The bio-swales detain and treat rain water run-off from about 10% of the paved areas. Implementation of the swales is a sustainable green practice that not only provide an additional green aesthetic element, but also perform a vital role in reducing pollution to waterways. They filter pollutants, reducing the infiltration of pollution in groundwater. The swales are environmentally viable alternatives to conventional storm drains that are used to convey storm water runoff.
The building manifests through conscious, refined decisions to employ building technology that is both efficient and sensitive to the environment.
The development’s construction was largely driven by pre-fabricated construction methods. Aside from extensive use of precast concrete for columns, walls, beams and slabs, PBUs (prefab bathroom units) were installed in 75% of all toilets. The PBUs are manufactured and assembled off-site in factories and later delivered to the construction site for installation. This method increases social and environmental benefits as a safe and healthier working environment is created through lessen site work. Also, service pipes are concealed in prefabricated bathrooms for greater reliability, performance and aesthetics. Produced locally, these high quality modules contribute to savings in manpower and time on site and reduce heat transmission on site during the construction stage.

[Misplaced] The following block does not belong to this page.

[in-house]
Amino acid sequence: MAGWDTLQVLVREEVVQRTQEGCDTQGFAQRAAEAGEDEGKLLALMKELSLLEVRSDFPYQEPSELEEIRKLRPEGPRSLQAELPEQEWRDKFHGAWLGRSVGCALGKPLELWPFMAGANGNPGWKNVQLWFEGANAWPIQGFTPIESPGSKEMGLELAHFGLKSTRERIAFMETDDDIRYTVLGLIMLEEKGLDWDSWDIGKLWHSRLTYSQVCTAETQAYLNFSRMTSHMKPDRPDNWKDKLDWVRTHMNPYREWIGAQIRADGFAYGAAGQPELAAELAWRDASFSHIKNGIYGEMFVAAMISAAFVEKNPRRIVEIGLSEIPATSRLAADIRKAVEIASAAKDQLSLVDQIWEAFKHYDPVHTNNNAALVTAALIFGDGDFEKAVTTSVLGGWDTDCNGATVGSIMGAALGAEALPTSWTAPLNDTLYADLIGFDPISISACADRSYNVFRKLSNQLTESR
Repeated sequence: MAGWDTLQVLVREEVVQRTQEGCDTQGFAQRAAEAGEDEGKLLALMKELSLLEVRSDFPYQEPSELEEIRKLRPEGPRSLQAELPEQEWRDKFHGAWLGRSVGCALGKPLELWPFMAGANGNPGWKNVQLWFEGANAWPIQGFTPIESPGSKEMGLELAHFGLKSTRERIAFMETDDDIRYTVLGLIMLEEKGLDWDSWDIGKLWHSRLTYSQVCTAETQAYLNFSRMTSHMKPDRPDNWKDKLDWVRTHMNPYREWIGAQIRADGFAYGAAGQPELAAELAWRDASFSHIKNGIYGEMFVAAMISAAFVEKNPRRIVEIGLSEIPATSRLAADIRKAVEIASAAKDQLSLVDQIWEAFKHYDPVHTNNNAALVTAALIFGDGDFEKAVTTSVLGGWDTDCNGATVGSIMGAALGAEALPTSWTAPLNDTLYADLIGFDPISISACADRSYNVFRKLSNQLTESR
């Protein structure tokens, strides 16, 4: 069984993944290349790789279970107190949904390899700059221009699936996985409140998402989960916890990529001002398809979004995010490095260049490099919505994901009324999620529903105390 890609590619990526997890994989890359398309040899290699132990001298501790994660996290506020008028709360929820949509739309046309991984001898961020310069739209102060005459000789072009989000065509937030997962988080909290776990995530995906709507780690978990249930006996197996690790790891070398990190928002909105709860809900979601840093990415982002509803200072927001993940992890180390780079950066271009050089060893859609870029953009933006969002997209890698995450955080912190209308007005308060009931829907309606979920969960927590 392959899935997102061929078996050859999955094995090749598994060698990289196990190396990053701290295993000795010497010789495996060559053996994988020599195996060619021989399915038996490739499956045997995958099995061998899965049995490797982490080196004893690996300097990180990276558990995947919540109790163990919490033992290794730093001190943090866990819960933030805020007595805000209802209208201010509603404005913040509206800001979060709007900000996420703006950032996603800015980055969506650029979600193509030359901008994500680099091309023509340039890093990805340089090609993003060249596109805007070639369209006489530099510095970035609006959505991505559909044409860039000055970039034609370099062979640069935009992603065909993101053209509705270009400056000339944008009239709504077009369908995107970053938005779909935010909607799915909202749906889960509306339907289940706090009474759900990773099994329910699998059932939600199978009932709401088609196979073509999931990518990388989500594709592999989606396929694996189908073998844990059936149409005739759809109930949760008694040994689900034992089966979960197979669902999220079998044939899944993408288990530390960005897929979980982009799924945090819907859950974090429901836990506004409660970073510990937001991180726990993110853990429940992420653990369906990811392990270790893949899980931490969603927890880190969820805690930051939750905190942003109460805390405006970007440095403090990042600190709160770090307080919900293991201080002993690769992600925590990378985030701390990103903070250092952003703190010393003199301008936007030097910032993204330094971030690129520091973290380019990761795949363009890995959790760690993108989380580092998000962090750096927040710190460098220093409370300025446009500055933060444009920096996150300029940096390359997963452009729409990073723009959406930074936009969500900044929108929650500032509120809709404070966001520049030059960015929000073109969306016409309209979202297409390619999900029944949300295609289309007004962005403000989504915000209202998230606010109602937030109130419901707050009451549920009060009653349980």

A Cobiax flooring system was also used in the development. A void-forming technology which forms light weight, biaxial floor slabs, it reduces the volume of concrete by displacing non-working deadload and reduces the cost of the foundations.